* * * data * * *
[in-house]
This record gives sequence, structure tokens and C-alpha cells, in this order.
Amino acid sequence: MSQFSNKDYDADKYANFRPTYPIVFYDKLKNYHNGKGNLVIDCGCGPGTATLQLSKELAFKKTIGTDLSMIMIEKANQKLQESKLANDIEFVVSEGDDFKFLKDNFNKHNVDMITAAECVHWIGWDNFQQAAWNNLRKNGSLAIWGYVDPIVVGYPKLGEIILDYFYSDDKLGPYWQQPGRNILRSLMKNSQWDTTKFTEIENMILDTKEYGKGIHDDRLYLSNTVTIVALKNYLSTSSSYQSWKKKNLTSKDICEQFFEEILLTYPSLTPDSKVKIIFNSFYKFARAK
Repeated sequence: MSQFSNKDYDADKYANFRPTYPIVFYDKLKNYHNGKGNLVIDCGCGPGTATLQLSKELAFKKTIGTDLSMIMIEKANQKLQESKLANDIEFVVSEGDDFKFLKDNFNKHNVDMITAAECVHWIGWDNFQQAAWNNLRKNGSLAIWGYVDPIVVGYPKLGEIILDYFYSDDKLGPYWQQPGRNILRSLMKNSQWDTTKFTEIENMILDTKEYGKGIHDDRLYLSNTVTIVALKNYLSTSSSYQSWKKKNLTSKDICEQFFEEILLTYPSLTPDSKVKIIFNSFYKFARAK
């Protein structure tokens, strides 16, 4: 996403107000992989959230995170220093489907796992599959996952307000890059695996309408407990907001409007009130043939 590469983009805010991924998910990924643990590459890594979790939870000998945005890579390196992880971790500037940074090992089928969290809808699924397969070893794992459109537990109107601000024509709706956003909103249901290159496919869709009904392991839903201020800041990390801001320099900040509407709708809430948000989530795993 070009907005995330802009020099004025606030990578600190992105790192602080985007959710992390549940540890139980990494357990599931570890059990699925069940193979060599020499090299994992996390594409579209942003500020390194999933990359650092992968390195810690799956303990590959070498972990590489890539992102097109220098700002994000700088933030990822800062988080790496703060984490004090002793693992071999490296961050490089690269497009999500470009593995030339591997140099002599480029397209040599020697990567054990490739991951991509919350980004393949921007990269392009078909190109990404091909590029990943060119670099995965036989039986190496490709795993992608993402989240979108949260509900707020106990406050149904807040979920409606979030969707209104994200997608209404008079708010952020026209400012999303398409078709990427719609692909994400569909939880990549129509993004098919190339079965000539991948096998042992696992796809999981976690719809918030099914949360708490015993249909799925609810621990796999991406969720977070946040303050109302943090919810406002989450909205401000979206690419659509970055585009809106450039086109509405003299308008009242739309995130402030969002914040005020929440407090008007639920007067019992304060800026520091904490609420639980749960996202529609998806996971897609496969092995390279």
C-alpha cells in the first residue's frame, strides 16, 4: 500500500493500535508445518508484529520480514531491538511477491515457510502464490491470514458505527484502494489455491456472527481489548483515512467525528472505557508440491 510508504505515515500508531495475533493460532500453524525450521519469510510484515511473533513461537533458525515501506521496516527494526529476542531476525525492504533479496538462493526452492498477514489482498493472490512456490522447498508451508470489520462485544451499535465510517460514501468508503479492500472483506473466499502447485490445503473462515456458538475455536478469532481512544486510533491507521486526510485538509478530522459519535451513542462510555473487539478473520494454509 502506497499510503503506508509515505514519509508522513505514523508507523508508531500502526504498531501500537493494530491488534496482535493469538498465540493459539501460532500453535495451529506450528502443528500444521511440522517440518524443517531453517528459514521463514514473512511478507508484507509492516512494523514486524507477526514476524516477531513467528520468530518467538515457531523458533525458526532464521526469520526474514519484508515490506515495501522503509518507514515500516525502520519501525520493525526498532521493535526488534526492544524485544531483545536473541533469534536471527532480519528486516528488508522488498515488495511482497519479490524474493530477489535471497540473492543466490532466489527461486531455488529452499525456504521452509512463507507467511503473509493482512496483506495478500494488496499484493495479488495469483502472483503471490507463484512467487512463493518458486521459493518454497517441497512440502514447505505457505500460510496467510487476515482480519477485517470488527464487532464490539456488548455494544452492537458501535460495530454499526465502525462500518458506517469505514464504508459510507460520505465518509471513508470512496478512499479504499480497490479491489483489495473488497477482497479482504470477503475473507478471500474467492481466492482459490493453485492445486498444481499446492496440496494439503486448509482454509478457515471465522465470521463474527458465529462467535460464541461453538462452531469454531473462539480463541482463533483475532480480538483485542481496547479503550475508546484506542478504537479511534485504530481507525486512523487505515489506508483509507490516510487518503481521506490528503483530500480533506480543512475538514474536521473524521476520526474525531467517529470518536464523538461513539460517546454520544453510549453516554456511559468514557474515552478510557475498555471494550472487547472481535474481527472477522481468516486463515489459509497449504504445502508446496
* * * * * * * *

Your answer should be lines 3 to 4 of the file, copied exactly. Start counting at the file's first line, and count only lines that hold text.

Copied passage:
Amino acid sequence: MSQFSNKDYDADKYANFRPTYPIVFYDKLKNYHNGKGNLVIDCGCGPGTATLQLSKELAFKKTIGTDLSMIMIEKANQKLQESKLANDIEFVVSEGDDFKFLKDNFNKHNVDMITAAECVHWIGWDNFQQAAWNNLRKNGSLAIWGYVDPIVVGYPKLGEIILDYFYSDDKLGPYWQQPGRNILRSLMKNSQWDTTKFTEIENMILDTKEYGKGIHDDRLYLSNTVTIVALKNYLSTSSSYQSWKKKNLTSKDICEQFFEEILLTYPSLTPDSKVKIIFNSFYKFARAK
Repeated sequence: MSQFSNKDYDADKYANFRPTYPIVFYDKLKNYHNGKGNLVIDCGCGPGTATLQLSKELAFKKTIGTDLSMIMIEKANQKLQESKLANDIEFVVSEGDDFKFLKDNFNKHNVDMITAAECVHWIGWDNFQQAAWNNLRKNGSLAIWGYVDPIVVGYPKLGEIILDYFYSDDKLGPYWQQPGRNILRSLMKNSQWDTTKFTEIENMILDTKEYGKGIHDDRLYLSNTVTIVALKNYLSTSSSYQSWKKKNLTSKDICEQFFEEILLTYPSLTPDSKVKIIFNSFYKFARAK